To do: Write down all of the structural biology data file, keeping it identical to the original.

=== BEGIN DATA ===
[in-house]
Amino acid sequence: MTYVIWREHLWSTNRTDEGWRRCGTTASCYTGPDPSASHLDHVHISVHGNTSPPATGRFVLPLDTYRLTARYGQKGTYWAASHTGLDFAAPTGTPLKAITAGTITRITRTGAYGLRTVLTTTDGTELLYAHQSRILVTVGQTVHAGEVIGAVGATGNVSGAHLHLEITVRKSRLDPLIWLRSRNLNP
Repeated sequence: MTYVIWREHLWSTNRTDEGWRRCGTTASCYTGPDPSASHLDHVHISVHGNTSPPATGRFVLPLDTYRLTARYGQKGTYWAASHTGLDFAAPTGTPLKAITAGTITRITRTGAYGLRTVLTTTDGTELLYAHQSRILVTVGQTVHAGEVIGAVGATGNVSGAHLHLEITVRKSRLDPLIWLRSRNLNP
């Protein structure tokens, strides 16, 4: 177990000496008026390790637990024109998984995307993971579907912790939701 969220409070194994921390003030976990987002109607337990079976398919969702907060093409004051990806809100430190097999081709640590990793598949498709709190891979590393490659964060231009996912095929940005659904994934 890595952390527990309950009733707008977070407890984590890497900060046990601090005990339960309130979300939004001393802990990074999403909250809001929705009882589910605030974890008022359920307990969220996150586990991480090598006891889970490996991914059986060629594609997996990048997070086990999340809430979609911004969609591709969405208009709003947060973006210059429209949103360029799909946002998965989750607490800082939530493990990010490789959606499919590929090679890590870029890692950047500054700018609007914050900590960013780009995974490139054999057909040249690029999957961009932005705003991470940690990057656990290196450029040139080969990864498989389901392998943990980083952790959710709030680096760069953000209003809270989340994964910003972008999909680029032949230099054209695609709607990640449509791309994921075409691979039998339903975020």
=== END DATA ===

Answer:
[in-house]
Amino acid sequence: MTYVIWREHLWSTNRTDEGWRRCGTTASCYTGPDPSASHLDHVHISVHGNTSPPATGRFVLPLDTYRLTARYGQKGTYWAASHTGLDFAAPTGTPLKAITAGTITRITRTGAYGLRTVLTTTDGTELLYAHQSRILVTVGQTVHAGEVIGAVGATGNVSGAHLHLEITVRKSRLDPLIWLRSRNLNP
Repeated sequence: MTYVIWREHLWSTNRTDEGWRRCGTTASCYTGPDPSASHLDHVHISVHGNTSPPATGRFVLPLDTYRLTARYGQKGTYWAASHTGLDFAAPTGTPLKAITAGTITRITRTGAYGLRTVLTTTDGTELLYAHQSRILVTVGQTVHAGEVIGAVGATGNVSGAHLHLEITVRKSRLDPLIWLRSRNLNP
């Protein structure tokens, strides 16, 4: 177990000496008026390790637990024109998984995307993971579907912790939701 969220409070194994921390003030976990987002109607337990079976398919969702907060093409004051990806809100430190097999081709640590990793598949498709709190891979590393490659964060231009996912095929940005659904994934 890595952390527990309950009733707008977070407890984590890497900060046990601090005990339960309130979300939004001393802990990074999403909250809001929705009882589910605030974890008022359920307990969220996150586990991480090598006891889970490996991914059986060629594609997996990048997070086990999340809430979609911004969609591709969405208009709003947060973006210059429209949103360029799909946002998965989750607490800082939530493990990010490789959606499919590929090679890590870029890692950047500054700018609007914050900590960013780009995974490139054999057909040249690029999957961009932005705003991470940690990057656990290196450029040139080969990864498989389901392998943990980083952790959710709030680096760069953000209003809270989340994964910003972008999909680029032949230099054209695609709607990640449509791309994921075409691979039998339903975020």